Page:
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More linear algebra - Perpindicular Line spanned by a vector

  1. Feb 9, 2009 #1
    I'm back, I'm just brushing up on some linear algebra for my test tomorrow and am doing some recommended questions. I have a bit of confusion on some of them, and some of them I just want to make sure my thinking is correct.

    So on to the problem.....

    Consider the line spanned by

    1
    2
    3

    in [tex]\Re^{3}[/tex] Find a basis of [tex]\bot[/tex]L


    So the basis would be the set of all independent column? vectors... Since it's [tex]\Re^{3}[/tex] I would assume that it is at least n x 3? So would I find a vector that when dotted against this would equal 0? :/
     
  2. jcsd
  3. Feb 9, 2009 #2

    Mark44

    Staff: Mentor

    Do you know what the phrase "line spanned by [1 2 3]^T in R^3" means?

    No, I don't think so. I'm not sure what you mean by independent column vectors. I think you might be getting ahead of yourself by thinking in terms of a matrix before you fully comprehend the geometry here.

    What is? Again, I think you're getting ahead of yourself by thinking about matrices. At least that's what it seems like.
    That's an excellent idea! The perpendicular subspace consists of vectors that are perpendicular to the line, so the dot product of any one of them with the vector that generates the line should be zero.

    Write an equation that expresses this idea and you'll be on your way to solving this problem.
     
  4. Feb 9, 2009 #3
    Well, I've come up with [tex]\overline{x_{1}}[/tex] + 2[tex]\overline{v_{2}}[/tex] + 3[tex]\overline{v_{3}}[/tex] = 0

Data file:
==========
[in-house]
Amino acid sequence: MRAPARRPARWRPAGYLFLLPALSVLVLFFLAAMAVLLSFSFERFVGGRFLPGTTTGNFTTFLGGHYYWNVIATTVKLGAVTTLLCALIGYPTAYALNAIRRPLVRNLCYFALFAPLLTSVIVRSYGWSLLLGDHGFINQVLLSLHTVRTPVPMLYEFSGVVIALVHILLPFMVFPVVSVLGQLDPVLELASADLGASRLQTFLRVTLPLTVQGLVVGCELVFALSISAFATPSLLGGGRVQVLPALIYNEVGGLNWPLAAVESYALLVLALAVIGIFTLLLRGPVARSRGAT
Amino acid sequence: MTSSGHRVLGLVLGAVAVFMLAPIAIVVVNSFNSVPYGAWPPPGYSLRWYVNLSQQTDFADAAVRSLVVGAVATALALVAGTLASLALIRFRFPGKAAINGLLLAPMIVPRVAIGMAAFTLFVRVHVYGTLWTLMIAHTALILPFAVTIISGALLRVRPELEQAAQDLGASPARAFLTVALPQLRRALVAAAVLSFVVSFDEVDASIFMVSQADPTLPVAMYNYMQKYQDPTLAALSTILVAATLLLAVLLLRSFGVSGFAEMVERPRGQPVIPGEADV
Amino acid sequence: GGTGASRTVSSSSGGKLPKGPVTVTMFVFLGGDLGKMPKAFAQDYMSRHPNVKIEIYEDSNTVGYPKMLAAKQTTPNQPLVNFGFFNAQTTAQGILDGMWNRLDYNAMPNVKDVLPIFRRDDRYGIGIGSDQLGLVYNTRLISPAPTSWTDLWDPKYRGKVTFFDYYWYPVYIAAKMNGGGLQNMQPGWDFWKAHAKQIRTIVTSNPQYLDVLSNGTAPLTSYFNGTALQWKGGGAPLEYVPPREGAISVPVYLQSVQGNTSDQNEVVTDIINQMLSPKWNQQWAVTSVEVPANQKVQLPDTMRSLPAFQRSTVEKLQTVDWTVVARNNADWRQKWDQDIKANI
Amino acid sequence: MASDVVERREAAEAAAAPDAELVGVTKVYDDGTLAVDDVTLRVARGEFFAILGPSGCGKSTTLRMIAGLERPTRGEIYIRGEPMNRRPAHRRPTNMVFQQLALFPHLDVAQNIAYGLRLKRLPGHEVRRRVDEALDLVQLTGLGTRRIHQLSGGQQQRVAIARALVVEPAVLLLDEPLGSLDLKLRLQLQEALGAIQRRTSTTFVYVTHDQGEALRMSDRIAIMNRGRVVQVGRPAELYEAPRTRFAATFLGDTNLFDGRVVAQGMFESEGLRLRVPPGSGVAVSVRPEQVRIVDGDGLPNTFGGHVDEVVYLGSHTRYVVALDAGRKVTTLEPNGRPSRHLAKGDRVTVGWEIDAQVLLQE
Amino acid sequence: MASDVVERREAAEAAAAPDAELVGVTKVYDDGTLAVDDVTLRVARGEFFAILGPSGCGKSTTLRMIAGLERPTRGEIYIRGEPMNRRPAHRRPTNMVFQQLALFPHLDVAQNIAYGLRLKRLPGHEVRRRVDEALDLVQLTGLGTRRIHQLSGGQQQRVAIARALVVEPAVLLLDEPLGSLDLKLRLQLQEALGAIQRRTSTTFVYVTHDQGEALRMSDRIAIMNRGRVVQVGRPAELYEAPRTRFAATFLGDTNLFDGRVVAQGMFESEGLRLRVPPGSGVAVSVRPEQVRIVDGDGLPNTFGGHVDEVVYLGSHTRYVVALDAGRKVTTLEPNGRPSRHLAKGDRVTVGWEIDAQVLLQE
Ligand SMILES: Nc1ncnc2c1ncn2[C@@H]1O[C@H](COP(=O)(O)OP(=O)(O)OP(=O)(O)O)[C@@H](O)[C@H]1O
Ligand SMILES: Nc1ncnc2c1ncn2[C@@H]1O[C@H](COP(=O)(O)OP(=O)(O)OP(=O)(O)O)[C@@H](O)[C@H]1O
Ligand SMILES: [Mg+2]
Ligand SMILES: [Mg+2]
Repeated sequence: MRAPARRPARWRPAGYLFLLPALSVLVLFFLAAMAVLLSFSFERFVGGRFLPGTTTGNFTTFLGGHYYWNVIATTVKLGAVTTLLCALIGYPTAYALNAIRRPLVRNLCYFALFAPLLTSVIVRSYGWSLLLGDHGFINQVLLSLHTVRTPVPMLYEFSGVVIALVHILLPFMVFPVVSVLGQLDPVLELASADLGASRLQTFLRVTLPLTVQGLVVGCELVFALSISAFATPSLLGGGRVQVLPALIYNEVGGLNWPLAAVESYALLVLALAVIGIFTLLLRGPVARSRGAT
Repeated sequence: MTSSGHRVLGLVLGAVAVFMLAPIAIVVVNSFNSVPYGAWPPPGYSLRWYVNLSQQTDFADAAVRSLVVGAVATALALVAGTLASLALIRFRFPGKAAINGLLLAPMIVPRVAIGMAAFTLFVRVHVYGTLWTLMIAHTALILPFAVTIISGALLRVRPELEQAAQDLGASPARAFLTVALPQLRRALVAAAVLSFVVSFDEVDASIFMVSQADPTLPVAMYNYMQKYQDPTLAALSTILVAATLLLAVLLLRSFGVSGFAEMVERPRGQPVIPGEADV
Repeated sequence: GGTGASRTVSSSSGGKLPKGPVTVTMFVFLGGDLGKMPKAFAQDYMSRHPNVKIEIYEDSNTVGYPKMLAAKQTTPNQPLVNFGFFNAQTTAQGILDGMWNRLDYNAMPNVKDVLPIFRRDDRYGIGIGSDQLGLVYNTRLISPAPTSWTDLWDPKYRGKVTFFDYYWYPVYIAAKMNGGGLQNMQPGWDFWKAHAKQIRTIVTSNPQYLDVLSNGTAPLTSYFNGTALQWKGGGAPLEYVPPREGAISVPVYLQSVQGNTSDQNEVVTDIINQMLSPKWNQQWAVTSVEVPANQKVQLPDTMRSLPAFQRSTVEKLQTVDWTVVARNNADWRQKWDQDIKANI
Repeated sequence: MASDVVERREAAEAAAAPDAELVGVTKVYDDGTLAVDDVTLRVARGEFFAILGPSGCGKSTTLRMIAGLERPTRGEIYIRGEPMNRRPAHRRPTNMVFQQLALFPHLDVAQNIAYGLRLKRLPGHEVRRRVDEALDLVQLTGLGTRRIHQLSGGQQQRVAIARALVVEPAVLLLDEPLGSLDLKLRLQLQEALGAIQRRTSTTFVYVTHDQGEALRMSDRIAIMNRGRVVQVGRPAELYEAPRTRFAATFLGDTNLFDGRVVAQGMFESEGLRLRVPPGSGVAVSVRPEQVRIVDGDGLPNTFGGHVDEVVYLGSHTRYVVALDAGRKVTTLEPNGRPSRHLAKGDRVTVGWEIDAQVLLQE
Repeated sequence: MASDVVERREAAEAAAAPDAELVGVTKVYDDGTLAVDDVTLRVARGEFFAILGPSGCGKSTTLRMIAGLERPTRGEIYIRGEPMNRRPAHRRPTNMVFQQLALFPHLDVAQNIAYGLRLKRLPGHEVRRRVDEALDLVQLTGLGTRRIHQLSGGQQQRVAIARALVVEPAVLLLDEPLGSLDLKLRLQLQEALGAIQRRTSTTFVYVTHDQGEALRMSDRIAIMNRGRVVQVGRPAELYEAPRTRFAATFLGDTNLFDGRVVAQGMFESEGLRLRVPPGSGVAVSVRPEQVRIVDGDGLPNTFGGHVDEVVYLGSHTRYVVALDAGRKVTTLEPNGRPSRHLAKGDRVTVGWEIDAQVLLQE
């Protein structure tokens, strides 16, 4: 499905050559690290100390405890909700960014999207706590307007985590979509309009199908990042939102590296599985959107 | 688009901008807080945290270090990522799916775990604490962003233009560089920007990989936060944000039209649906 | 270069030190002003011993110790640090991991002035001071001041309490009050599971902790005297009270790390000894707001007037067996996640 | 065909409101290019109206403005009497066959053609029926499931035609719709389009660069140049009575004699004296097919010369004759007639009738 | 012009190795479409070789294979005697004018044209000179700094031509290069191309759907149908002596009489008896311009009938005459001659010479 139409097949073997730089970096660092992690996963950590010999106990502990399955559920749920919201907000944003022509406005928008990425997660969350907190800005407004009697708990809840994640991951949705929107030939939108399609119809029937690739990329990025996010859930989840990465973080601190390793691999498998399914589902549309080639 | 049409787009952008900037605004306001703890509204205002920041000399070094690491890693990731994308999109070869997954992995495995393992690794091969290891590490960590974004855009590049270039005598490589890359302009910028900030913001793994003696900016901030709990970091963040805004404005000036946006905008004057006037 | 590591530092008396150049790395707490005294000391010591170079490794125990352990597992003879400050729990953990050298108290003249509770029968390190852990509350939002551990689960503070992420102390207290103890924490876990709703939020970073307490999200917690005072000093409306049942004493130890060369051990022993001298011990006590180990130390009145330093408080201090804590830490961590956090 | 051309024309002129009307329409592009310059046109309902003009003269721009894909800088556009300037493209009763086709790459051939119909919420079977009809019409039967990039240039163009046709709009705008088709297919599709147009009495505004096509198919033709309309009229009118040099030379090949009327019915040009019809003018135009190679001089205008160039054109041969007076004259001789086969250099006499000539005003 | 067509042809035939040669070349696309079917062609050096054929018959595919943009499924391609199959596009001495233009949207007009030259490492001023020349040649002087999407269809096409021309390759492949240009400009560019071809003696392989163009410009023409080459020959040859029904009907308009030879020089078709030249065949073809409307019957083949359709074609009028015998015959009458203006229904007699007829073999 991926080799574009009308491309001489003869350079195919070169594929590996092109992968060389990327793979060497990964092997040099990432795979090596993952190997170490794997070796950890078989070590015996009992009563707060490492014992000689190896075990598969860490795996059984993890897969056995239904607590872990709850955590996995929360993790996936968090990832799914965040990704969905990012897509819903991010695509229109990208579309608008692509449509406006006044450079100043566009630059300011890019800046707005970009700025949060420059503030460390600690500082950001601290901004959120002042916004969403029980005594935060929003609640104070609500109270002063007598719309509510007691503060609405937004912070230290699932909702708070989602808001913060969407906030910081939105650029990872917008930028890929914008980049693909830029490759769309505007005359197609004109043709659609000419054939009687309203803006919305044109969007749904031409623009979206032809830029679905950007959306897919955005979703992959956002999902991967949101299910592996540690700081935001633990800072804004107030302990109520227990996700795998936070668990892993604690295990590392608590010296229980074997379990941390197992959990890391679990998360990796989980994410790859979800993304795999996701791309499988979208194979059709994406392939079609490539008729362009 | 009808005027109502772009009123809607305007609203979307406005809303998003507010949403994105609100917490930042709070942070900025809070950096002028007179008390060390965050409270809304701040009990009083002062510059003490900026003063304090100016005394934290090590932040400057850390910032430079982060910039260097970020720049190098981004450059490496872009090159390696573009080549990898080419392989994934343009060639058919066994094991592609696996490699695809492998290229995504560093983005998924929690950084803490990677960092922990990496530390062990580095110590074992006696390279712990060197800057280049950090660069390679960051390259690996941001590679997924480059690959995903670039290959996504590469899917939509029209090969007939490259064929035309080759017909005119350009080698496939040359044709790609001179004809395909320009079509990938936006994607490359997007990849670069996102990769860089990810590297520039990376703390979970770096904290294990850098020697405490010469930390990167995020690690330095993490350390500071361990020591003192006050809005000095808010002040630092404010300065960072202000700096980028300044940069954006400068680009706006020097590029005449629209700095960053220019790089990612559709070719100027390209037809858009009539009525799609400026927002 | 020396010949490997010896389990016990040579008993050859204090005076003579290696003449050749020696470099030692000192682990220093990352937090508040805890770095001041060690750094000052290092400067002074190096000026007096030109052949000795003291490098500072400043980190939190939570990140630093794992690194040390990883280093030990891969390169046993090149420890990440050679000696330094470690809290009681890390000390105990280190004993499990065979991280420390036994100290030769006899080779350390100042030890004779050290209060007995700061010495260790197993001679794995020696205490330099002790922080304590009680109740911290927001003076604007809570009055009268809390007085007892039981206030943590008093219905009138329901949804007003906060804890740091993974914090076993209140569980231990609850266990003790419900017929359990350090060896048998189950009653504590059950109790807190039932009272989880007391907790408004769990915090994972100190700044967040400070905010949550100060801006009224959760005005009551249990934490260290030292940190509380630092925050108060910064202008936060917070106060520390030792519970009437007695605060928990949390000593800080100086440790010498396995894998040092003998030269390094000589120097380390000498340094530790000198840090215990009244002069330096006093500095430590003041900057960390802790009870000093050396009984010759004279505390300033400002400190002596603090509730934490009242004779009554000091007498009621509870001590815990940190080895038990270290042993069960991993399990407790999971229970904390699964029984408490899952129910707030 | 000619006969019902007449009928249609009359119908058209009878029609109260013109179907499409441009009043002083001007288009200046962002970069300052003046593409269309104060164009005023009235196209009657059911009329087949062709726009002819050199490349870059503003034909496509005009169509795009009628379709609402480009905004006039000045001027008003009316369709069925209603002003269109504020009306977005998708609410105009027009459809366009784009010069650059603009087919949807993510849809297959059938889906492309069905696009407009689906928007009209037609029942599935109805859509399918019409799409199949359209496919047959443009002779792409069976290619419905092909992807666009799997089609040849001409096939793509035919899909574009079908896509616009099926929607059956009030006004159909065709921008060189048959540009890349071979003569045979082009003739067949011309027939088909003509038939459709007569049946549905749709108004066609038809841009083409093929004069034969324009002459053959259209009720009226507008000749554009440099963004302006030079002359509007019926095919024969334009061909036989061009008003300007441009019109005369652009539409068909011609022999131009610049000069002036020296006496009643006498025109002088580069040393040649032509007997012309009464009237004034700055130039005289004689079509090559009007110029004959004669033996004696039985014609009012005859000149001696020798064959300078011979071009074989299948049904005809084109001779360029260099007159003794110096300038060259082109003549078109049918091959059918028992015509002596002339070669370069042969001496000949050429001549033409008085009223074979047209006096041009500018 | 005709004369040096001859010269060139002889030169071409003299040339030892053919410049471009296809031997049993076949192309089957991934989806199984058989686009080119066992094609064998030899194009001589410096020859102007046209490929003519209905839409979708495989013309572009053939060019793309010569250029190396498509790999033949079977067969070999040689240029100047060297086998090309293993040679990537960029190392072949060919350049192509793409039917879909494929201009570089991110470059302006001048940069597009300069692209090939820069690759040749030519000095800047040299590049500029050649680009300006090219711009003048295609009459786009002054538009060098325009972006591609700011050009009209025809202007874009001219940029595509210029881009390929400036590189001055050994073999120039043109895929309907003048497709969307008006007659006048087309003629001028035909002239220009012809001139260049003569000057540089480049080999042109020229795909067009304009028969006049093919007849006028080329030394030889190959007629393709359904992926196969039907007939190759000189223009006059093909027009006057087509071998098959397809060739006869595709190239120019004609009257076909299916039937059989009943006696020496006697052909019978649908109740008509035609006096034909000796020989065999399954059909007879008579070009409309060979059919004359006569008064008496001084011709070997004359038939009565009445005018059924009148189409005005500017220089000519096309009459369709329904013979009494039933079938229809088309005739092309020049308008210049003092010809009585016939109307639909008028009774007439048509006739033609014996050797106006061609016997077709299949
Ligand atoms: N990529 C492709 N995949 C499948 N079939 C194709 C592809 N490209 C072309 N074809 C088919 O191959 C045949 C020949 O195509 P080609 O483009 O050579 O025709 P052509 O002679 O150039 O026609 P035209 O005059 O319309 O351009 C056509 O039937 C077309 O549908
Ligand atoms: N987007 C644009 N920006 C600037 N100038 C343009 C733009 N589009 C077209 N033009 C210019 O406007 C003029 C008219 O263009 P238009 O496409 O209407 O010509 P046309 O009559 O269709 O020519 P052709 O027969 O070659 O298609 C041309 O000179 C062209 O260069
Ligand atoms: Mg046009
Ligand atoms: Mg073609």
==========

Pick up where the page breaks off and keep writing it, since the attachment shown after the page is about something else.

And since the first column vector has a 1 coefficient (or can be made that way in any other case), then I solve for

    [tex]\overline{v_{1}}[/tex] = -2[tex]\overline{v_{2}}[/tex] - 3[tex]\overline{v_{3}}[/tex]

    Then where do I go?

    "Do you know what the phrase "line spanned by [1 2 3]^T in R^3" means?"
    Could you explain a little in more detail. I somewhat understand the concept of a span and basis. We just started getting into these concepts in class. I'm shaky in my confidence. The concept is testing me spatially :(
     
    Last edited: Feb 9, 2009
  5. Feb 10, 2009 #4

    Mark44

    Staff: Mentor

    Nope, that's not it at all. You shouldn't have an equation with vectors in it after you have taken a dot product. Also, you're mixing up x's and v's, which makes things only slightly worse.
    When the text talks about a space spanned by a collection of vectors, it means the set of all linear combinations of those vectors. For example, the span of {v1, v2, v3} is the set of all possible sums c1 * v1 + c2 * v2 + c3 * v3, where the c's are scalars and the v's are the vectors. If we're talking about the space spanned by one vector, the set of all linear combinations of one thing is c1 * v1. In other words, scalar multiples of the vector v1. This is a line through the origin. The line spanned by [1 2 3] is the line through the origin that goes through (1, 2, 3), and (2, 4, 6), and (-3, -6, -9), and (sqrt(7), 2sqrt(7), 3sqrt(7), and ...

    Back to the problem at hand. You have a vector, [1 2 3]. You want to find the subspace of R^3 consisting of vectors that are perpendicular (hint: dot product) to [1 2 3]. What does your arbitrary, garden-variety vector in R^3 look like?
     
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